Advertisement
California

500 plants, banned pesticide and a dead deer found at illegal O.C. marijuana operation

COSTA MESA, AUGUST 15, 2014 - Orange County Sheriff’s Department personnel destroy marijuana plants
Orange County Sheriff’s Department personnel destroy marijuana plants found in the Laguna Coast Wilderness Park in 2014. In a two-phase cleanup completed this month, authorities said they eradicated an illegal marijuana growing operation in the park.
(Cheryl A. Guerrero / Los Angeles Times)

Law enforcement officials seized 500 marijuana plants, 75 pounds of processed marijuana, a banned pesticide and a poached deer in eradicating an illegal marijuana-growing operation at Laguna Coast Wilderness Park, authorities said.

The California Department of Fish and Wildlife and Orange County Parks completed the cleanup this month after the operation was discovered in September by Fish and Wildlife officials and members of the National Guard’s Counter Drug Unit during a routine flight over the area, the Fish and Wildlife Department said.

The growing operation was equipped to sustain 1,500 plants, the department said.

During the eradication mission, Fish and Wildlife officials also found environmental violations including hazardous pesticide left on the property and a poached deer, authorities said. No suspects were apprehended in connection with the operation, the department said.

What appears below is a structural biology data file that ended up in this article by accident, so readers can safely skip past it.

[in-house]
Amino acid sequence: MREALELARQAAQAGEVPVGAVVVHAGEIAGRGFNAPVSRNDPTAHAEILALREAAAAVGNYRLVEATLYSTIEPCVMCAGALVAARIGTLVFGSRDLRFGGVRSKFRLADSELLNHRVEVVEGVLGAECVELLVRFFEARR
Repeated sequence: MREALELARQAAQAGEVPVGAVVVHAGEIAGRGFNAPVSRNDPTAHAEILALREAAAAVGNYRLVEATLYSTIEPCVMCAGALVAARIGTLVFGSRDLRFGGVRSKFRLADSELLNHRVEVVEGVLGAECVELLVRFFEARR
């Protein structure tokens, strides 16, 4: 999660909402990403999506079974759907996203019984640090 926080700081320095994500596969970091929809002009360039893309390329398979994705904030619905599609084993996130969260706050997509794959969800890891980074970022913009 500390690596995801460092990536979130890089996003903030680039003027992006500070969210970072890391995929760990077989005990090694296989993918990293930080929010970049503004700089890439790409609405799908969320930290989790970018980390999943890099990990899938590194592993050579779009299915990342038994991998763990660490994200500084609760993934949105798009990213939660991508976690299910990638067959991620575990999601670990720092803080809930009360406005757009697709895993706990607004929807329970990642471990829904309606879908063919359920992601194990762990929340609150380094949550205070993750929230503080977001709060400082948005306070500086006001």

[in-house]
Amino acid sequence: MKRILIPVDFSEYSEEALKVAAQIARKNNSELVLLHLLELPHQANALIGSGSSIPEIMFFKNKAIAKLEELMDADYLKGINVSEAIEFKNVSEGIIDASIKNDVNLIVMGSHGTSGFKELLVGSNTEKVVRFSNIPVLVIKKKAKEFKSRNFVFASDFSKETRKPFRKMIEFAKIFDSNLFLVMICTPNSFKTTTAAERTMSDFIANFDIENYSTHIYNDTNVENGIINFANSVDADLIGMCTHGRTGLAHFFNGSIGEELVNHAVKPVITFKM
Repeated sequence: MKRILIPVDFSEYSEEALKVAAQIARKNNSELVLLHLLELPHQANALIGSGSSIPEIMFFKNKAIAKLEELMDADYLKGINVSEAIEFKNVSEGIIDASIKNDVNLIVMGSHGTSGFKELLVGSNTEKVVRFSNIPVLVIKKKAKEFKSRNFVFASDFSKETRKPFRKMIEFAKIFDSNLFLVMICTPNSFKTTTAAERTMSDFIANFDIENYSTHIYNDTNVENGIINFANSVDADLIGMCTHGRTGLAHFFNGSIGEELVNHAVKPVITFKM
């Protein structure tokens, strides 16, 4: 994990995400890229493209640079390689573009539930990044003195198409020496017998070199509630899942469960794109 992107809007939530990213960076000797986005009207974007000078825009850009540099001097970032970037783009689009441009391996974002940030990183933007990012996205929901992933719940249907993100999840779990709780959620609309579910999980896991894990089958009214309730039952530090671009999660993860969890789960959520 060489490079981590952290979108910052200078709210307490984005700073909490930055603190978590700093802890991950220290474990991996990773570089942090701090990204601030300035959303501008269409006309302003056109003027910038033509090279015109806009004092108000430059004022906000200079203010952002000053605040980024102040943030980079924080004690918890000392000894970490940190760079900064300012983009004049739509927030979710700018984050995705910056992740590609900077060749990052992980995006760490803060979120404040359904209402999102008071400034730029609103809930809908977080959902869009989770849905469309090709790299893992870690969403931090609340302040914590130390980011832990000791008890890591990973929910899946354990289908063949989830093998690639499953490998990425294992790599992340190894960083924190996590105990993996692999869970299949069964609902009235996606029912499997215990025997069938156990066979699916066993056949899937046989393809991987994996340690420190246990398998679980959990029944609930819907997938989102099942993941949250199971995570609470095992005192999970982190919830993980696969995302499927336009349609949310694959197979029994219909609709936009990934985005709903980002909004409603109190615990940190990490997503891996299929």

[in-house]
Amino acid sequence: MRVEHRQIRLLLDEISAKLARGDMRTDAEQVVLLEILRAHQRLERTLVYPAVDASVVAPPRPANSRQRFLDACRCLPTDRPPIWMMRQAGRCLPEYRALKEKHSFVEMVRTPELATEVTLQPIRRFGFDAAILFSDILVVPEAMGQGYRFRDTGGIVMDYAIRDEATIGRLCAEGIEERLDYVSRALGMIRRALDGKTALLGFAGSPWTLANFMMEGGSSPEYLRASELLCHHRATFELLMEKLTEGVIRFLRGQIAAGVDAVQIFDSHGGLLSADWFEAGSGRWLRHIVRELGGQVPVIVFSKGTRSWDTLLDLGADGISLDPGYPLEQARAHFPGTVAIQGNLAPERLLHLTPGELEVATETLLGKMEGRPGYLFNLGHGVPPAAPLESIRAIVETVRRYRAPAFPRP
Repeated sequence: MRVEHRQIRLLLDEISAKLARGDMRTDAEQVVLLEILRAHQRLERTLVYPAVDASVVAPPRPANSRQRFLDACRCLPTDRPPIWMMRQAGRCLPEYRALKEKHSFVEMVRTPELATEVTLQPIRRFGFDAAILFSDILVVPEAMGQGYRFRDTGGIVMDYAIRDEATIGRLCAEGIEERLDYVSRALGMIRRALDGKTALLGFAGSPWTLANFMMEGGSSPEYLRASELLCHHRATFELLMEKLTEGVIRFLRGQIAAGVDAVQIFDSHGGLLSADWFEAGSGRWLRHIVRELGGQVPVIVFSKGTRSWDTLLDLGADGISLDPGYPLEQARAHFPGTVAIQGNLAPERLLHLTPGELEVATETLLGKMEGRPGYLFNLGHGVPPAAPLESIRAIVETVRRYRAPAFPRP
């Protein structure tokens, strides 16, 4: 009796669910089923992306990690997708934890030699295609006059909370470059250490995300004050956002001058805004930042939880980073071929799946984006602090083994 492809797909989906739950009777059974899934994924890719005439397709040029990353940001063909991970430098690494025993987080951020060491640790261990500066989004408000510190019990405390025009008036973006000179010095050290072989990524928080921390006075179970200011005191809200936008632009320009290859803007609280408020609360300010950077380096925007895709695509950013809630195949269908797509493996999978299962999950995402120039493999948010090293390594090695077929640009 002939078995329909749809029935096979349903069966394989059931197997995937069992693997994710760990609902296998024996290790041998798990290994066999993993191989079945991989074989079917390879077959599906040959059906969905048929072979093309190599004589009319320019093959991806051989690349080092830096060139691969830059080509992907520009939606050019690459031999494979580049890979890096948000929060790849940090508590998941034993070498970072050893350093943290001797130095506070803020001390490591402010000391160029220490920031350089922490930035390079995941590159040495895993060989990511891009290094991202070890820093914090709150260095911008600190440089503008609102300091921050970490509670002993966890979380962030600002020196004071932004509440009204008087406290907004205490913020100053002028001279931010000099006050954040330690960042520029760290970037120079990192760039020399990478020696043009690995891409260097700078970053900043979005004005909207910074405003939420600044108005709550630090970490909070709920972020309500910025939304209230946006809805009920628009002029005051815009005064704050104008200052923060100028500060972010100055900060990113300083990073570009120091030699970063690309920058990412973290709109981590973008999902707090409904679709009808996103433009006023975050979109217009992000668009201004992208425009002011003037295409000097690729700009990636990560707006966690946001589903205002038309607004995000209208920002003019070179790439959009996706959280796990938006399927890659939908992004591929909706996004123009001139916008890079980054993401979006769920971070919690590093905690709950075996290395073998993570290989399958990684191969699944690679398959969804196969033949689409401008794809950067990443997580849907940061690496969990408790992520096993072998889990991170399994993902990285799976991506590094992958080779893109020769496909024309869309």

Advertisement

The cleanup consisted of two phases in December and January that removed about 3,120 pounds of trash, 1,500 feet of plastic irrigation piping, 24 ounces of pesticide and other items, the department said.

Testing identified the pesticide as carbofuran, a banned chemical that is toxic enough to kill a 300-pound black bear with only one teaspoon, Fish and Wildlife officials said. A contractor was brought in to ensure the hazardous material was removed and disposed of correctly.

“Protecting California’s natural resources takes commitment from federal, state, county and city entities. I commend all those that were involved in this effort to identify the black-market grow, eradicate it and clean it up,” David Bess, chief of the Department of Fish and Wildlife’s law enforcement division, said in a statement.

“Working together, we can protect the environment and help the permitted cannabis market thrive.”

Advertisement

Sclafani writes for Times Community News.

julia.sclafani@latimes.com


Newsletter
Get our Essential California newsletter
Advertisement